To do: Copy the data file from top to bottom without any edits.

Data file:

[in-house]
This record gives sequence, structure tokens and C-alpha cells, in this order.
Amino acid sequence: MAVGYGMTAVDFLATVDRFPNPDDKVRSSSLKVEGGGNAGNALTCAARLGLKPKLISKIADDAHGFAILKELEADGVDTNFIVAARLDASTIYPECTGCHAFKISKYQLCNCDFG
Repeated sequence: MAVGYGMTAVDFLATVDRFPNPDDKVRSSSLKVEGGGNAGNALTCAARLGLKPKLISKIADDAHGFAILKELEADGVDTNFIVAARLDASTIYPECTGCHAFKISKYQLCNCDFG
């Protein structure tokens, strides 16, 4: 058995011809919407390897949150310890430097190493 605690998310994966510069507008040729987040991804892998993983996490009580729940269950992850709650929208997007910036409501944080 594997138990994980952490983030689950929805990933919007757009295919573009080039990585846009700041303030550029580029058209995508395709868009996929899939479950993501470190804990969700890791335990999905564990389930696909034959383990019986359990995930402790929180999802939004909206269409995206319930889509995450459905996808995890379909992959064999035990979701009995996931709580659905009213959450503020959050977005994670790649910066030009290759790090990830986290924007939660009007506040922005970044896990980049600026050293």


[in-house]
This record gives sequence, structure tokens and C-alpha cells, in this order.
Amino acid sequence: MAVGYGMTAVDFLATVDRFPNPDDKVRSSSLKVEGGGNAGNALTCAARLGLKPKLISKIADDAHGFAILKELEADGVDTNFIVAARLDASTIYPECTGCHAFKISKYQLCNCDFG
Repeated sequence: MAVGYGMTAVDFLATVDRFPNPDDKVRSSSLKVEGGGNAGNALTCAARLGLKPKLISKIADDAHGFAILKELEADGVDTNFIVAARLDASTIYPECTGCHAFKISKYQLCNCDFG
């Protein structure tokens, strides 16, 4: 058995011809919407390897949150310890430097190493 605690998310994966510069507008040729987040991804892998993983996490009580729940269950992850709650929208997007910036409501944080 594997138990994980952490983030689950929805990933919007757009295919573009080039990585846009700041303030550029580029058209995508395709868009996929899939479950993501470190804990969700890791335990999905564990389930696909034959383990019986359990995930402790929180999802939004909206269409995206319930889509995450459905996808995890379909992959064999035990979701009995996931709580659905009213959450503020959050977005994670790649910066030009290759790090990830986290924007939660009007506040922005970044896990980049600026050293």